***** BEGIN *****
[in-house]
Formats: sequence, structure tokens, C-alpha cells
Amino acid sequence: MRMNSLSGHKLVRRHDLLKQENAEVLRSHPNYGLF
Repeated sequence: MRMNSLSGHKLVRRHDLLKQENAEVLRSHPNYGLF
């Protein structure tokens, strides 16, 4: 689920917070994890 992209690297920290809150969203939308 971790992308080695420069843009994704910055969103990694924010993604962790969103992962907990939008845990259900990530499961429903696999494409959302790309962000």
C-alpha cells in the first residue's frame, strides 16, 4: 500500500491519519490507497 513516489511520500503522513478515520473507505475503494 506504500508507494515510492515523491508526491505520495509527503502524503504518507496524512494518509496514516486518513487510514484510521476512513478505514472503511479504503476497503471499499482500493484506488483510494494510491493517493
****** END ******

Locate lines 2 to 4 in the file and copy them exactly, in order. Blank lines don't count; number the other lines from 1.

Formats: sequence, structure tokens, C-alpha cells
Amino acid sequence: MRMNSLSGHKLVRRHDLLKQENAEVLRSHPNYGLF
Repeated sequence: MRMNSLSGHKLVRRHDLLKQENAEVLRSHPNYGLF